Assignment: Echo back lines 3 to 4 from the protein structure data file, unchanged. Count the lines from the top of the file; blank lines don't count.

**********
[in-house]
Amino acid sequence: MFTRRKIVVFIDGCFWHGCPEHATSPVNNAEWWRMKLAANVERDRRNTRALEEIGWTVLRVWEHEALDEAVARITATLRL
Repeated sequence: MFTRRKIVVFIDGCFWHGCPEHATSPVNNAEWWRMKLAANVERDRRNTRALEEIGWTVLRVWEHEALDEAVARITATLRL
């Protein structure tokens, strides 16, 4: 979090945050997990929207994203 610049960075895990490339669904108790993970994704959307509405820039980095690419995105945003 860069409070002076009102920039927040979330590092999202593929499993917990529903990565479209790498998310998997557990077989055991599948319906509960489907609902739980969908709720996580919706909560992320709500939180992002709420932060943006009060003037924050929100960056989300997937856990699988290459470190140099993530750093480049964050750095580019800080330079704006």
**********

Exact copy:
Repeated sequence: MFTRRKIVVFIDGCFWHGCPEHATSPVNNAEWWRMKLAANVERDRRNTRALEEIGWTVLRVWEHEALDEAVARITATLRL
């Protein structure tokens, strides 16, 4: 979090945050997990929207994203 610049960075895990490339669904108790993970994704959307509405820039980095690419995105945003 860069409070002076009102920039927040979330590092999202593929499993917990529903990565479209790498998310998997557990077989055991599948319906509960489907609902739980969908709720996580919706909560992320709500939180992002709420932060943006009060003037924050929100960056989300997937856990699988290459470190140099993530750093480049964050750095580019800080330079704006």